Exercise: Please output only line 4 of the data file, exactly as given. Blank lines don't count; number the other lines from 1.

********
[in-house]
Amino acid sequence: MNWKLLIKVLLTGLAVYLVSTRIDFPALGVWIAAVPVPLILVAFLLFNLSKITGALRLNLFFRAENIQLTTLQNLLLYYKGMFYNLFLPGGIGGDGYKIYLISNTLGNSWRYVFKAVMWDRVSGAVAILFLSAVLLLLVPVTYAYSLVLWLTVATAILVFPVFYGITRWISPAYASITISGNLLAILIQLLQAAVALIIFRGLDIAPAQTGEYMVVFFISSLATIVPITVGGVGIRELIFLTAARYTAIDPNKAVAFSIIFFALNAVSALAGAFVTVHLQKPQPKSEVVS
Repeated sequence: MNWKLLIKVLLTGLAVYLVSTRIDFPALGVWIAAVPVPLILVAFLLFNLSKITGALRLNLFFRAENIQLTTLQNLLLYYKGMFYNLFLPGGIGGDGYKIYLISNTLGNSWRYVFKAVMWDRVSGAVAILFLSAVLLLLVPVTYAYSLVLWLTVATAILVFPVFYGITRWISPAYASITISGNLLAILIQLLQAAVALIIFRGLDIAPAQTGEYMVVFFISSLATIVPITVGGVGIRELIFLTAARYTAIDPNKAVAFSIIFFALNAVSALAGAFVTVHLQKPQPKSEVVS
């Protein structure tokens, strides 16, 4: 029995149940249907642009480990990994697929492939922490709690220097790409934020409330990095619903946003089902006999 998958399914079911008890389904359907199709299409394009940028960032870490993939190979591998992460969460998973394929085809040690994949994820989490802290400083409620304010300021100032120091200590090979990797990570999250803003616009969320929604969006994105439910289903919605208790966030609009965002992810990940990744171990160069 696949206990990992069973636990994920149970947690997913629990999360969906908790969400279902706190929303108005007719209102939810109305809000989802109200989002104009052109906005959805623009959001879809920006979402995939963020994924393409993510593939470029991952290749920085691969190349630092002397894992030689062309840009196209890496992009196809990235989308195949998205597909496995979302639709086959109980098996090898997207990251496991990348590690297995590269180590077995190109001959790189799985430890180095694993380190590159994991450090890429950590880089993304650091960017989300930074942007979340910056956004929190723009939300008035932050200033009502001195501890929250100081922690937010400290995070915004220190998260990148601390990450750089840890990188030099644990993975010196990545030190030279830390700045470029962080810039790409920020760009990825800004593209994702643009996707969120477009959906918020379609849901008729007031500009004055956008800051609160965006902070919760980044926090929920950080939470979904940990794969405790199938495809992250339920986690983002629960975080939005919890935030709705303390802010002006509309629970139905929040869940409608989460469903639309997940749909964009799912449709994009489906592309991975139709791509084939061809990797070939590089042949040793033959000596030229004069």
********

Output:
């Protein structure tokens, strides 16, 4: 029995149940249907642009480990990994697929492939922490709690220097790409934020409330990095619903946003089902006999 998958399914079911008890389904359907199709299409394009940028960032870490993939190979591998992460969460998973394929085809040690994949994820989490802290400083409620304010300021100032120091200590090979990797990570999250803003616009969320929604969006994105439910289903919605208790966030609009965002992810990940990744171990160069 696949206990990992069973636990994920149970947690997913629990999360969906908790969400279902706190929303108005007719209102939810109305809000989802109200989002104009052109906005959805623009959001879809920006979402995939963020994924393409993510593939470029991952290749920085691969190349630092002397894992030689062309840009196209890496992009196809990235989308195949998205597909496995979302639709086959109980098996090898997207990251496991990348590690297995590269180590077995190109001959790189799985430890180095694993380190590159994991450090890429950590880089993304650091960017989300930074942007979340910056956004929190723009939300008035932050200033009502001195501890929250100081922690937010400290995070915004220190998260990148601390990450750089840890990188030099644990993975010196990545030190030279830390700045470029962080810039790409920020760009990825800004593209994702643009996707969120477009959906918020379609849901008729007031500009004055956008800051609160965006902070919760980044926090929920950080939470979904940990794969405790199938495809992250339920986690983002629960975080939005919890935030709705303390802010002006509309629970139905929040869940409608989460469903639309997940749909964009799912449709994009489906592309991975139709791509084939061809990797070939590089042949040793033959000596030229004069």